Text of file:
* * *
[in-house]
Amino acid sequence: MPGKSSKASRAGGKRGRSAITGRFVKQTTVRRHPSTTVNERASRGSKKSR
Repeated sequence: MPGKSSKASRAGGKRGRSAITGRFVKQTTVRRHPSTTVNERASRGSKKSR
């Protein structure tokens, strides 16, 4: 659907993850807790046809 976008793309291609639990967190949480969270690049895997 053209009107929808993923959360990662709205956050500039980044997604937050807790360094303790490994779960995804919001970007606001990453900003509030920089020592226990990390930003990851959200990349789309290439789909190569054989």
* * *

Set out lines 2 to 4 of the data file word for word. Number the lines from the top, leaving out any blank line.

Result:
Amino acid sequence: MPGKSSKASRAGGKRGRSAITGRFVKQTTVRRHPSTTVNERASRGSKKSR
Repeated sequence: MPGKSSKASRAGGKRGRSAITGRFVKQTTVRRHPSTTVNERASRGSKKSR
């Protein structure tokens, strides 16, 4: 659907993850807790046809 976008793309291609639990967190949480969270690049895997 053209009107929808993923959360990662709205956050500039980044997604937050807790360094303790490994779960995804919001970007606001990453900003509030920089020592226990990390930003990851959200990349789309290439789909190569054989």